Full title is Kamen no Ninja: Akakage, and Fudou Myououden is also known as Demon Sword in the US. None of the games were released in Europe. I've played and written about a game called Ninja Crusaders for Famicom earlier. It was a lot of fun so I hoped these two ninja games would be fun, too.
Kamen no Ninja
Here is some information about Kamen No Ninja from a GameFAQs walkthrough:
Kamen no Ninja: Akakage is a relatively straightforward platformer for the Famicom. The enemies are pretty simple, the stages are short, and to top it off, you have a wide variety of great weapons/items to use! The game is quite linear with the exception of one point late in the game, so you really only need to keep moving right to beat it. Even the boss enemies (the ones with health meters) can all be defeated with the same strategy or the same couple of weapons in your arsenal. Nonetheless, this really isn't a bad game, so I would recommend it to any 2D platformer fan.
Personally, I don't like this kind of simplistic platformers. The graphics are simple, just walking from left to right doesn't really do it for me. The music becomes annoying after a while and the game doesn't feel very well thought-out. But as the article says, it's a decent game if you like this kind of games. You can currently buy it in our webshop, link here. When I played, I got tired of it pretty quickly. Here's a YouTube clip I recorded:
The second game was much more exciting! Fudou Myououden is an extremely challanging game, with significant inspiration from Ninja Gaiden. The enemies are thrown at you from every direction. The game is also 3M big and the stages are long. You have unlimited continues and collected magic is saved after you die. With a password you can also keep everything you've collected.
The game is still really hard. For this reason, the game was remade for the american audience. Instead of dying after just one hit, you got a health bar. The stages are made shorter and six stages were removed. The game felt somewhat slower though, and some enemies were easier to beat. My guess is the US version couldn't store as much data, so some had to be removed.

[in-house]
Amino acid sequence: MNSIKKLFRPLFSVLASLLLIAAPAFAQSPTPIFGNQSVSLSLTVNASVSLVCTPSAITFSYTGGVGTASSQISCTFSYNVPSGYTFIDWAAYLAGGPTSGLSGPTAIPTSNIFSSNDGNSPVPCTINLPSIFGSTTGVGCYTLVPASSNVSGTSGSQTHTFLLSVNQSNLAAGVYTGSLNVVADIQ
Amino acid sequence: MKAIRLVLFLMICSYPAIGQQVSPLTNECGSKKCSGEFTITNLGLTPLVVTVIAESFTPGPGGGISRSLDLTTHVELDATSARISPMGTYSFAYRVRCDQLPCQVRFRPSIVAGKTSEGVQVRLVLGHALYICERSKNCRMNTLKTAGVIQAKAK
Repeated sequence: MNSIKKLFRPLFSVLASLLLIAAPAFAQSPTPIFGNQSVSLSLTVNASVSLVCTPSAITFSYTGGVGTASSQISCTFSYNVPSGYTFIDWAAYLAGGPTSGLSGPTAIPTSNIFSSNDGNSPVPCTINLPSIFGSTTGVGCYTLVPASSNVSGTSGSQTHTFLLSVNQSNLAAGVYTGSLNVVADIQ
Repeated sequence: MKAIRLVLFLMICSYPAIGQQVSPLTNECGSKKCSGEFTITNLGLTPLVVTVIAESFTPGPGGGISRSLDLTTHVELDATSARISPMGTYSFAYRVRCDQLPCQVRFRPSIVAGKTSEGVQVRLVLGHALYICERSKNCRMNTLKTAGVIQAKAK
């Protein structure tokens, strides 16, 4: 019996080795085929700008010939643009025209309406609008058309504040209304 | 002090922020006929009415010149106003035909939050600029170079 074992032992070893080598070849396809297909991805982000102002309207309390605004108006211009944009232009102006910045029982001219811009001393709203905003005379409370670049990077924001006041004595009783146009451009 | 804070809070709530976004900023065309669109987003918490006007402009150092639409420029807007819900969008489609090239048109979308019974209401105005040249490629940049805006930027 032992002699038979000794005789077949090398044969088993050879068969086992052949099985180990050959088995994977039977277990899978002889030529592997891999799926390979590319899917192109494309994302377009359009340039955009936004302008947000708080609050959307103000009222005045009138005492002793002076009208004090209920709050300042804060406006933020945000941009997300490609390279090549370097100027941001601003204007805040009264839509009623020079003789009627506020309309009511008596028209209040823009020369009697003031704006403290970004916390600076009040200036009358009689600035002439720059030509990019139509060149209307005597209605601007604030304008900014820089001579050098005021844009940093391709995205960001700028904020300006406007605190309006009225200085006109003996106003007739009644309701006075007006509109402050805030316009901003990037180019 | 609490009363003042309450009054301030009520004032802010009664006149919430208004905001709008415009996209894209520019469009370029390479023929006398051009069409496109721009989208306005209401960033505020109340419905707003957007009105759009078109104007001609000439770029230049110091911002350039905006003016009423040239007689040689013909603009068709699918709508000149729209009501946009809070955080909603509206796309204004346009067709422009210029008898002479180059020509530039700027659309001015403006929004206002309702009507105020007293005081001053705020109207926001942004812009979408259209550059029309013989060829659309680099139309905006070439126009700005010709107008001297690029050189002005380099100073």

To use magic, press Start and then Down button. Unfortunately, I didn't understand this until stage 1-3, after desperately fighting my way ahead for two hours. After I discovered this, things got easier. By then, I had learned a lot of timing, as you can see in the beginning of the following video:
I made it all through stage 1-4 without any problem but at 2-1, I gave up. I've seen that walkthroughs on YouTube are about 55 minutes long, and that is probably the time spent without dying. For a Famicom game, it's a really long game.
To compare it with Ninja Crusaders, which can be completed in 20 minutes without dying, a more realistic time is about 6-10 hours. So I guess Fudou Myououden therefor would take at least 30-40 hours, and getting enemies thrown at you all the time becomes exhausting. You will need luck and good powerups to complete the stages.
It is a good game in many ways, it has nice graphics, good sound, great controls, fun powerups and the magic adds a strategic element. Reading other reviews, I notice people saying a combinaion between the easier US version and the more good-looking, longer japanese version would be better.
It's funny how I made it to the end of the stage during my last attempt seen in the video, but died when I went back.
To complete the Japanese version you really need to improve your ninja-skills. You'll have to learn exact timing, be an expert at collecting powerups, struggle with mini bosses to get higher magic. But what's most important is to play, play play, and die, die, die. I think people who enjoy Ninja Gaiden might enjoy this. This game was recently sold, but keep an eye out in our Webshop or make a request.
Fudou Myououden is kind of a sequel to another game called Legend of Kage which is much shorter and easier. So if you enjoy ninja games, that is also a game I can recommend.
originally posted by Japanspel at swedish blog japanspel.wordpress.com, translated by Kristin Loman.